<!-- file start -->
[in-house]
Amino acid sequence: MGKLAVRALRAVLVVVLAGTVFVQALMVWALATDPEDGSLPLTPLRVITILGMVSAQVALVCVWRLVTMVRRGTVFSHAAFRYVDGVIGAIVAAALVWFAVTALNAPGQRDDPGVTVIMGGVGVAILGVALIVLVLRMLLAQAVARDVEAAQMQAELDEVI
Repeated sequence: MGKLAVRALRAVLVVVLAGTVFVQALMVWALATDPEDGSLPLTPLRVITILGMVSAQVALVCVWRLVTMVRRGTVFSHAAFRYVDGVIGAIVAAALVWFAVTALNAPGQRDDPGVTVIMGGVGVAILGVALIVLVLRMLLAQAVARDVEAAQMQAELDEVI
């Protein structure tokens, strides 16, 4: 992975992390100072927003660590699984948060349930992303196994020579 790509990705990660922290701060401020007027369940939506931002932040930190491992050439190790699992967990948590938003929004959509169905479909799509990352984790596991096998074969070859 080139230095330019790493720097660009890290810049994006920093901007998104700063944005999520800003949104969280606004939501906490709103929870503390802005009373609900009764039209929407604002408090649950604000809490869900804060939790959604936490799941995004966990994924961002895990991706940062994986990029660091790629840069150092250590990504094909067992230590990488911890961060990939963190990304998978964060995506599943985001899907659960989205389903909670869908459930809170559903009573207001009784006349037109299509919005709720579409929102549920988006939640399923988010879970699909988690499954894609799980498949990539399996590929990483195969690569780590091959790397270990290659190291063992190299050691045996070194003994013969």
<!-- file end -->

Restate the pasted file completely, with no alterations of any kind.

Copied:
[in-house]
Amino acid sequence: MGKLAVRALRAVLVVVLAGTVFVQALMVWALATDPEDGSLPLTPLRVITILGMVSAQVALVCVWRLVTMVRRGTVFSHAAFRYVDGVIGAIVAAALVWFAVTALNAPGQRDDPGVTVIMGGVGVAILGVALIVLVLRMLLAQAVARDVEAAQMQAELDEVI
Repeated sequence: MGKLAVRALRAVLVVVLAGTVFVQALMVWALATDPEDGSLPLTPLRVITILGMVSAQVALVCVWRLVTMVRRGTVFSHAAFRYVDGVIGAIVAAALVWFAVTALNAPGQRDDPGVTVIMGGVGVAILGVALIVLVLRMLLAQAVARDVEAAQMQAELDEVI
């Protein structure tokens, strides 16, 4: 992975992390100072927003660590699984948060349930992303196994020579 790509990705990660922290701060401020007027369940939506931002932040930190491992050439190790699992967990948590938003929004959509169905479909799509990352984790596991096998074969070859 080139230095330019790493720097660009890290810049994006920093901007998104700063944005999520800003949104969280606004939501906490709103929870503390802005009373609900009764039209929407604002408090649950604000809490869900804060939790959604936490799941995004966990994924961002895990991706940062994986990029660091790629840069150092250590990504094909067992230590990488911890961060990939963190990304998978964060995506599943985001899907659960989205389903909670869908459930809170559903009573207001009784006349037109299509919005709720579409929102549920988006939640399923988010879970699909988690499954894609799980498949990539399996590929990483195969690569780590091959790397270990290659190291063992190299050691045996070194003994013969």